Monday, 26 September 2016

Over 400 skyscrapers planned for London

The London skyline is due to change dramatically in the coming years, as there are currently 436 towers in planning, approved, under construction or completed in London, based on research by New London Architecture.
A tower is defined as any building with more than 20 floors.
Within the past year 119 towers have entered planning. However only 16 have been completed so far, indicating that it will be some time until all 400+ are constructed.
London council's enthusiasm for towers is displayed by the fact that only three have been refused planning permission.
The average height of the new towers is 30 storeys, though there are eight buildings planned which will be 60 storeys or higher.
Tower Hamlets, including Canary Wharf and the Isle of Dogs, has 93 towers planned - the most of any London borough at present. A new skyscraper planned for this location called City Pride will be London's tallest residential building when complete, with 75 floors.
73 percent of the planned towers are to be residential, in response to the strong demand for housing in the capital.

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Monday, 19 September 2016

Housing and Planning Bill could hit the elderly and disabled hardest

The government's proposed Housing and Planning bill is intended to force councils to sell high-value social housing which could significantly affect the elderly and disabled through the selling off of bungalows, a report by The Joseph Rowntree Foundation has warned.
Bungalows are generally most popular with the elderly and disabled people, and the plans could lead to over 15,000 council-owned bungalows being sold off by 2021, the report stated.
The government responded by saying that councils would be allowed to decide not to sell any property which meets "a particular need" or would be difficult to replace.
The bill will go before the House of Lords later.
The government say it will help more people to become home owners.
If the bill is passed, local councils will be compelled to sell expensive properties as they become vacant, helping to "ensure that the money locked up in high value vacant housing stock will be reinvested in building new homes".
What would count as a high value property is likely to vary in different regions, according to the bill.
The Joseph Rowntree Foundation called on the government to make bungalows and sheltered housing exempt from the initiative, as these are in high demand.

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Monday, 12 September 2016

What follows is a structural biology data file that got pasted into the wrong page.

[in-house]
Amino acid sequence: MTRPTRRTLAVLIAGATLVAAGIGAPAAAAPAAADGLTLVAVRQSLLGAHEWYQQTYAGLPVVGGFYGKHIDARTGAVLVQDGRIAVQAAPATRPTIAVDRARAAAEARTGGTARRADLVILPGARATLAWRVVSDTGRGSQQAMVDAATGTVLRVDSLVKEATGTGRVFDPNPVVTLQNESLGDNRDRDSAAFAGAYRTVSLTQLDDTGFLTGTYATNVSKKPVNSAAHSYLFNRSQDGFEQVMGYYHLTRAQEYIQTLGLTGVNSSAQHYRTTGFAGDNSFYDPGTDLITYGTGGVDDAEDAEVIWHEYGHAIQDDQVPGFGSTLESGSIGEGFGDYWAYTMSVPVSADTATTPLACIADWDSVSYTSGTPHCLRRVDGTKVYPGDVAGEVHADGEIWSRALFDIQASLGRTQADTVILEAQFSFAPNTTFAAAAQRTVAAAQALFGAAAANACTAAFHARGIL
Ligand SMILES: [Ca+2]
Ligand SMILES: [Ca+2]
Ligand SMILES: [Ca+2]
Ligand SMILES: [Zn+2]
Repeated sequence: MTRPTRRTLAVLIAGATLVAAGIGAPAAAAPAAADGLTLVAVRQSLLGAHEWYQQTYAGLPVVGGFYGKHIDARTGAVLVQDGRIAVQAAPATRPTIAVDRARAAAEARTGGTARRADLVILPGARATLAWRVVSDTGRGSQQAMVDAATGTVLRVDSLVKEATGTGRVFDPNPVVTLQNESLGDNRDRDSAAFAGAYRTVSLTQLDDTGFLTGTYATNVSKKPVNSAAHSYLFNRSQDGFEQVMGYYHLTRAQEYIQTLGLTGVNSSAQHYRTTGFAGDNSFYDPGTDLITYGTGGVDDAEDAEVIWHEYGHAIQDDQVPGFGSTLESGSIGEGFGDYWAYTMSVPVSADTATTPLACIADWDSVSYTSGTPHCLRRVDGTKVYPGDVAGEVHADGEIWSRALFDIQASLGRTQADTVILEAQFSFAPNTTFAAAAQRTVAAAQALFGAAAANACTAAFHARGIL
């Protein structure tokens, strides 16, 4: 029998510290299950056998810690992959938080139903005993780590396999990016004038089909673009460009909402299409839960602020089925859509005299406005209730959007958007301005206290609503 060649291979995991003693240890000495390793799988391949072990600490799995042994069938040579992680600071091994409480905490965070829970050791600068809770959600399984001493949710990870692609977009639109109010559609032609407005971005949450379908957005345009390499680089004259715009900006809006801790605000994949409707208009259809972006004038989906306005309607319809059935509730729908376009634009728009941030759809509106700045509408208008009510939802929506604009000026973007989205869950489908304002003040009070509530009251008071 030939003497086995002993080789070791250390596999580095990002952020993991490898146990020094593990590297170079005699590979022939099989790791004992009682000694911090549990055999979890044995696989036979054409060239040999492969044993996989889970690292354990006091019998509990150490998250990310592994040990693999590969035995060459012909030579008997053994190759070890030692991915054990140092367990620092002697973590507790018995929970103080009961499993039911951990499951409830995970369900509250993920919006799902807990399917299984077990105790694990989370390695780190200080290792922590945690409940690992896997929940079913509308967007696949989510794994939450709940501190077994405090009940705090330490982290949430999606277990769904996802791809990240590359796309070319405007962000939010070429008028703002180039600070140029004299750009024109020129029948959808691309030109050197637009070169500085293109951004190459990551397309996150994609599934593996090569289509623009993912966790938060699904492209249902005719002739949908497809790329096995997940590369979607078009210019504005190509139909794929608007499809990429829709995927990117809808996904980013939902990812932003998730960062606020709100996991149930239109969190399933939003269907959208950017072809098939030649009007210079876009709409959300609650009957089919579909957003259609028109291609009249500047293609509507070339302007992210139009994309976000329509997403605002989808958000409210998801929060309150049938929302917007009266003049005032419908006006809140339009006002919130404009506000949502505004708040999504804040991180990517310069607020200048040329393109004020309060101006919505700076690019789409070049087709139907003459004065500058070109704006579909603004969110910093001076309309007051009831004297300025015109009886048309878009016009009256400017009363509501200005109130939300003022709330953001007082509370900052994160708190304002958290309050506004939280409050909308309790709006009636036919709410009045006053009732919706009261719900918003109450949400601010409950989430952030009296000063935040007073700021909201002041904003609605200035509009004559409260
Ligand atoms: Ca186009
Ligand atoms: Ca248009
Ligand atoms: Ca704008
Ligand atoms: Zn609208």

Ofcom says BT must open network to rival broadband providers

Communications regulator Ofcom has told BT that it must open up its network of telegraph poles and underground cable ducts to rivals to allow for more competition between UK broadband providers, helping to improve the availability of good internet connections.
Ofcom mentioned the complete break-up of BT was an option, but has not demanded this at the current time.
BT welcomed the report, saying it was happy for other companies to use its network as long as they were willing to invest in it.
The Ofcom report also highlighted the 'digital divide' between UK homes with access to the latest broadband technology and those out of reach due to their location. The watchdog said that 'decent, affordable broadband should be a universal right'.
BT's rivals had previously called for the separation of BT and Openreach, the part of its operation which manages the infrastructure of its cable and fibre network. They claimed that BT had not invested enough in Openreach, resulting in a poor service with interruptions and slow speeds.
BT will now be required to allow rivals access to underground ducts and telegraph poles so that they can install their own fibre cables.
Ofcom has also stated that it intends to introduce tougher rules relating to BT's faults, repairs and installations, and advised that Openreach should be allowed greater independence from BT to make its own decisions on budget and strategy.
Speaking to the BBC, Chief Executive of Ofcom, Sharon White, said: "Openreach does need major reform and the key thing is that it's independent so that it responds to all its customers, not just BT."

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Monday, 5 September 2016

'Hairy Panic' for Australian city

The rural Australian city of Wangaratta, Victoria, has recently been suffering from an outbreak of 'hairy panic' - the common name given to the tumbleweed Panicum effusum - a grass native to inland Australia.
Recent dry conditions have caused the tumbleweed to appear in unusually huge quantities, threatening to overwhelm the homes of local residents and returning even after it has been cleared away.
The tumbleweed can pile up to several metres high outside homes, making it difficult to deal with.
The source of the hairy panic is thought to be an area or former farmland which is now unused and unmanaged.
The spectacle was captured by a local television station, which brought people from other parts of Australia to see the outbreak for themselves.
There are a number of other similar types of grass, but Panicum effusum is particularly troublesome because it grows quickly and can form tumbleweeds, which are normally intended for the purpose of seed dispersal, helping to propagate the plant.
The local council of Wangaratta has said that it is considering using large vacuums attached to street sweepers to combat the problem.

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